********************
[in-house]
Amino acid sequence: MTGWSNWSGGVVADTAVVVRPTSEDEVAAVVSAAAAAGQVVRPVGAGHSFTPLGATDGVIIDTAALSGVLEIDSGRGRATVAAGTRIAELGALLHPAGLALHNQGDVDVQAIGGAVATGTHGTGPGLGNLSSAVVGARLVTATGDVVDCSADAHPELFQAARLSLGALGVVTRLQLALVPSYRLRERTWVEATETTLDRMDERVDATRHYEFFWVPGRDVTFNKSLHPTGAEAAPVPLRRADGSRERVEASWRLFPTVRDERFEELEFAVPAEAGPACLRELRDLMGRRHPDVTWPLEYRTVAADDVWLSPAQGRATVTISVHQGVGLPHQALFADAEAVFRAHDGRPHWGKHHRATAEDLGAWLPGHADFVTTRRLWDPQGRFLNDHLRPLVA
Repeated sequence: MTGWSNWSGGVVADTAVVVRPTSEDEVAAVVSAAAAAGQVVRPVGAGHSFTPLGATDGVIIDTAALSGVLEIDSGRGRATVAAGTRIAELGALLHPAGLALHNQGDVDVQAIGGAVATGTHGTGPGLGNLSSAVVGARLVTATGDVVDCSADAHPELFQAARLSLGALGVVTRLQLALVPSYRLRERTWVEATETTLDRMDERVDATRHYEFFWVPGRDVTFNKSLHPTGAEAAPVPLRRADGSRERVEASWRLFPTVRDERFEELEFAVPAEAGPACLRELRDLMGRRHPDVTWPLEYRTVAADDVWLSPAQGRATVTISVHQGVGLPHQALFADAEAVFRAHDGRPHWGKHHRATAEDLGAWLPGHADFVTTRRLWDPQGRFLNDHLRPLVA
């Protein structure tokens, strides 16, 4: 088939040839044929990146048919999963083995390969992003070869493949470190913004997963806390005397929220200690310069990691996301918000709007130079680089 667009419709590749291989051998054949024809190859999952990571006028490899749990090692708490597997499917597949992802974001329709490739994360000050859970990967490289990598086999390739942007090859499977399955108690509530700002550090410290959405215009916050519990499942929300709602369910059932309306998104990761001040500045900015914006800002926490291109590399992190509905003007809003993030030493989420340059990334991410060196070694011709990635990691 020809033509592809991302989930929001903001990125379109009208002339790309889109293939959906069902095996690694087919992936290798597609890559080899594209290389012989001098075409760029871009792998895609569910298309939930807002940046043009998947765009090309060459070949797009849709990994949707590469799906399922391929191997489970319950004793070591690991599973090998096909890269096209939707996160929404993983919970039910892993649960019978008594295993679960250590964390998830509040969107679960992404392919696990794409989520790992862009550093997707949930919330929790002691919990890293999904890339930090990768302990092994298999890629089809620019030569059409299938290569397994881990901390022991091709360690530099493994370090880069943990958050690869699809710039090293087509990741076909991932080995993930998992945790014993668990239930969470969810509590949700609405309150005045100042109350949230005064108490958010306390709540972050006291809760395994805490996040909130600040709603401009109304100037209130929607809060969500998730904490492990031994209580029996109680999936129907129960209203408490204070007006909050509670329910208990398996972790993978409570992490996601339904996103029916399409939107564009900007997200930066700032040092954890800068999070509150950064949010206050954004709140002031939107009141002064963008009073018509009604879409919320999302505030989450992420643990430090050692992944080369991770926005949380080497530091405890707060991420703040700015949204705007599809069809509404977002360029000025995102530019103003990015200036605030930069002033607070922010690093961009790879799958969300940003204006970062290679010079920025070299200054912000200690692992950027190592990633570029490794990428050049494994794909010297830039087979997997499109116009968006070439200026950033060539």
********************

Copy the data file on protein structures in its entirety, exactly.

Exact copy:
[in-house]
Amino acid sequence: MTGWSNWSGGVVADTAVVVRPTSEDEVAAVVSAAAAAGQVVRPVGAGHSFTPLGATDGVIIDTAALSGVLEIDSGRGRATVAAGTRIAELGALLHPAGLALHNQGDVDVQAIGGAVATGTHGTGPGLGNLSSAVVGARLVTATGDVVDCSADAHPELFQAARLSLGALGVVTRLQLALVPSYRLRERTWVEATETTLDRMDERVDATRHYEFFWVPGRDVTFNKSLHPTGAEAAPVPLRRADGSRERVEASWRLFPTVRDERFEELEFAVPAEAGPACLRELRDLMGRRHPDVTWPLEYRTVAADDVWLSPAQGRATVTISVHQGVGLPHQALFADAEAVFRAHDGRPHWGKHHRATAEDLGAWLPGHADFVTTRRLWDPQGRFLNDHLRPLVA
Repeated sequence: MTGWSNWSGGVVADTAVVVRPTSEDEVAAVVSAAAAAGQVVRPVGAGHSFTPLGATDGVIIDTAALSGVLEIDSGRGRATVAAGTRIAELGALLHPAGLALHNQGDVDVQAIGGAVATGTHGTGPGLGNLSSAVVGARLVTATGDVVDCSADAHPELFQAARLSLGALGVVTRLQLALVPSYRLRERTWVEATETTLDRMDERVDATRHYEFFWVPGRDVTFNKSLHPTGAEAAPVPLRRADGSRERVEASWRLFPTVRDERFEELEFAVPAEAGPACLRELRDLMGRRHPDVTWPLEYRTVAADDVWLSPAQGRATVTISVHQGVGLPHQALFADAEAVFRAHDGRPHWGKHHRATAEDLGAWLPGHADFVTTRRLWDPQGRFLNDHLRPLVA
């Protein structure tokens, strides 16, 4: 088939040839044929990146048919999963083995390969992003070869493949470190913004997963806390005397929220200690310069990691996301918000709007130079680089 667009419709590749291989051998054949024809190859999952990571006028490899749990090692708490597997499917597949992802974001329709490739994360000050859970990967490289990598086999390739942007090859499977399955108690509530700002550090410290959405215009916050519990499942929300709602369910059932309306998104990761001040500045900015914006800002926490291109590399992190509905003007809003993030030493989420340059990334991410060196070694011709990635990691 020809033509592809991302989930929001903001990125379109009208002339790309889109293939959906069902095996690694087919992936290798597609890559080899594209290389012989001098075409760029871009792998895609569910298309939930807002940046043009998947765009090309060459070949797009849709990994949707590469799906399922391929191997489970319950004793070591690991599973090998096909890269096209939707996160929404993983919970039910892993649960019978008594295993679960250590964390998830509040969107679960992404392919696990794409989520790992862009550093997707949930919330929790002691919990890293999904890339930090990768302990092994298999890629089809620019030569059409299938290569397994881990901390022991091709360690530099493994370090880069943990958050690869699809710039090293087509990741076909991932080995993930998992945790014993668990239930969470969810509590949700609405309150005045100042109350949230005064108490958010306390709540972050006291809760395994805490996040909130600040709603401009109304100037209130929607809060969500998730904490492990031994209580029996109680999936129907129960209203408490204070007006909050509670329910208990398996972790993978409570992490996601339904996103029916399409939107564009900007997200930066700032040092954890800068999070509150950064949010206050954004709140002031939107009141002064963008009073018509009604879409919320999302505030989450992420643990430090050692992944080369991770926005949380080497530091405890707060991420703040700015949204705007599809069809509404977002360029000025995102530019103003990015200036605030930069002033607070922010690093961009790879799958969300940003204006970062290679010079920025070299200054912000200690692992950027190592990633570029490794990428050049494994794909010297830039087979997997499109116009968006070439200026950033060539």